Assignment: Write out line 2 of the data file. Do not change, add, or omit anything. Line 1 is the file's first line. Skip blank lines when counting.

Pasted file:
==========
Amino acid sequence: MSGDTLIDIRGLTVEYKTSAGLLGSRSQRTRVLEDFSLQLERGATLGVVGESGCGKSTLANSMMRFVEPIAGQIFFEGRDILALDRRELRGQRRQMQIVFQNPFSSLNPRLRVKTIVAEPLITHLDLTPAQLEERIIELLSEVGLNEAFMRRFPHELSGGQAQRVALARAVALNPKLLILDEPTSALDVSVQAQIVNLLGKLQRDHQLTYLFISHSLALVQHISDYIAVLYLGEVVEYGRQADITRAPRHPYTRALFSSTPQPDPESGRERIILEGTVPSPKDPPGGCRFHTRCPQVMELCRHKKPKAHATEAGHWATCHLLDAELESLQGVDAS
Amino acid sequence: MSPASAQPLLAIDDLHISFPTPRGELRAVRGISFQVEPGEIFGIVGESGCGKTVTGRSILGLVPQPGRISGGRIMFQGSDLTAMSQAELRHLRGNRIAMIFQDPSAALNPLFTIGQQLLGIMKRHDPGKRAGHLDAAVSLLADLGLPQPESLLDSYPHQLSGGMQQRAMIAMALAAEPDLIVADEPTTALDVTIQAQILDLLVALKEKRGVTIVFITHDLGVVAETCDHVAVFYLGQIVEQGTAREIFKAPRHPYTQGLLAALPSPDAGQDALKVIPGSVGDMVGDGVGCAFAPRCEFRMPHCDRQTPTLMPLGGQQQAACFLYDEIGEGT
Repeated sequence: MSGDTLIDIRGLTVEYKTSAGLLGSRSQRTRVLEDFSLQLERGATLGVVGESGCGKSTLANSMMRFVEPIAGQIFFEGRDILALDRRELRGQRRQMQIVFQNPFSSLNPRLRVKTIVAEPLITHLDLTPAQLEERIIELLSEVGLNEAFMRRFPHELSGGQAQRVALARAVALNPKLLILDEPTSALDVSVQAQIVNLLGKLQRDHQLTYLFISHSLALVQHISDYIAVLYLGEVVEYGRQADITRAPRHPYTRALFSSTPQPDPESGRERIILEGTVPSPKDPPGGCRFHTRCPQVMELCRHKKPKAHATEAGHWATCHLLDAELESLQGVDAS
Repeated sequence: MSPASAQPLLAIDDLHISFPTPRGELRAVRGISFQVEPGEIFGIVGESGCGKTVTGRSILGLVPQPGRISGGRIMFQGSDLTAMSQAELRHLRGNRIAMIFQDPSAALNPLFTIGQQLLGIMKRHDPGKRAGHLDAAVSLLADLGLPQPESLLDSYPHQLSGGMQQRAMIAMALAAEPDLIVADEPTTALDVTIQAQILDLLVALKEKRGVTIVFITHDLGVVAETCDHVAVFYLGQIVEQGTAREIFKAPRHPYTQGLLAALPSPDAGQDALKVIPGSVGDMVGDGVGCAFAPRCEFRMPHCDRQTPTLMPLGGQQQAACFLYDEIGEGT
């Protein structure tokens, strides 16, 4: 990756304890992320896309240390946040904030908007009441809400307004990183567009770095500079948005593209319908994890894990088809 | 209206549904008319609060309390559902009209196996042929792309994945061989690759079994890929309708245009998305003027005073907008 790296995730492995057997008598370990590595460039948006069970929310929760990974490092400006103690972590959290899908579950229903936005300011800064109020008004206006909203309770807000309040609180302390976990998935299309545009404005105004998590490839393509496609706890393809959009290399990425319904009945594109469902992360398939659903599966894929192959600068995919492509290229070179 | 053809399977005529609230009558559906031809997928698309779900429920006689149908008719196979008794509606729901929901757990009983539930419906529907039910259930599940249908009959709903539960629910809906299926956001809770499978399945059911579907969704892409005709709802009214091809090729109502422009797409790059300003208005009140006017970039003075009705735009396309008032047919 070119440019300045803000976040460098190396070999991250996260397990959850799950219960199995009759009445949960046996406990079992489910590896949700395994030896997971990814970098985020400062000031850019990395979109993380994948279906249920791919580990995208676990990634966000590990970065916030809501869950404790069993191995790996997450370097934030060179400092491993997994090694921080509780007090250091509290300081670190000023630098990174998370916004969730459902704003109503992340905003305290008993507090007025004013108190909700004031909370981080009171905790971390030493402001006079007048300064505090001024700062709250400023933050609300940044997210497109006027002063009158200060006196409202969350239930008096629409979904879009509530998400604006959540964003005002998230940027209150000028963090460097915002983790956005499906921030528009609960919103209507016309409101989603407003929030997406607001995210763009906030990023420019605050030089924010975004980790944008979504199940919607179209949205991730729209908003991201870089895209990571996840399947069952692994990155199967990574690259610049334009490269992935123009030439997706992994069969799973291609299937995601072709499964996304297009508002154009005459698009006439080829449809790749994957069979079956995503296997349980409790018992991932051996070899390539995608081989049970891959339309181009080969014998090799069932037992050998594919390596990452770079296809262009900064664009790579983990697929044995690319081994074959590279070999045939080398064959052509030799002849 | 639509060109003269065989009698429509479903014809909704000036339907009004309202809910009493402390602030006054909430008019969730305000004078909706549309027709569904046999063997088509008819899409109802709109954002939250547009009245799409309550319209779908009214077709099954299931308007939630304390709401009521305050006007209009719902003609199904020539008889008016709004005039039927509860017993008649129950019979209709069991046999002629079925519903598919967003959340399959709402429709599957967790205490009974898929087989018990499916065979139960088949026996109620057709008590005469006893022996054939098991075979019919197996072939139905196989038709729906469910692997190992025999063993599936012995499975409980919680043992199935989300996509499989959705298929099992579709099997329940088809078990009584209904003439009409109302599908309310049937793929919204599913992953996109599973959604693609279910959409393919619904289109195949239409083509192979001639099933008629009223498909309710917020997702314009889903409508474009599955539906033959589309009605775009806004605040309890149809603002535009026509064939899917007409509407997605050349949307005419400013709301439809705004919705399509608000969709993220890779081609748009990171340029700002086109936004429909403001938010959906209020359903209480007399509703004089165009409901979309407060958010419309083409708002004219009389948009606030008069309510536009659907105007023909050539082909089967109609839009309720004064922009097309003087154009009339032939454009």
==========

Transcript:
Amino acid sequence: MSPASAQPLLAIDDLHISFPTPRGELRAVRGISFQVEPGEIFGIVGESGCGKTVTGRSILGLVPQPGRISGGRIMFQGSDLTAMSQAELRHLRGNRIAMIFQDPSAALNPLFTIGQQLLGIMKRHDPGKRAGHLDAAVSLLADLGLPQPESLLDSYPHQLSGGMQQRAMIAMALAAEPDLIVADEPTTALDVTIQAQILDLLVALKEKRGVTIVFITHDLGVVAETCDHVAVFYLGQIVEQGTAREIFKAPRHPYTQGLLAALPSPDAGQDALKVIPGSVGDMVGDGVGCAFAPRCEFRMPHCDRQTPTLMPLGGQQQAACFLYDEIGEGT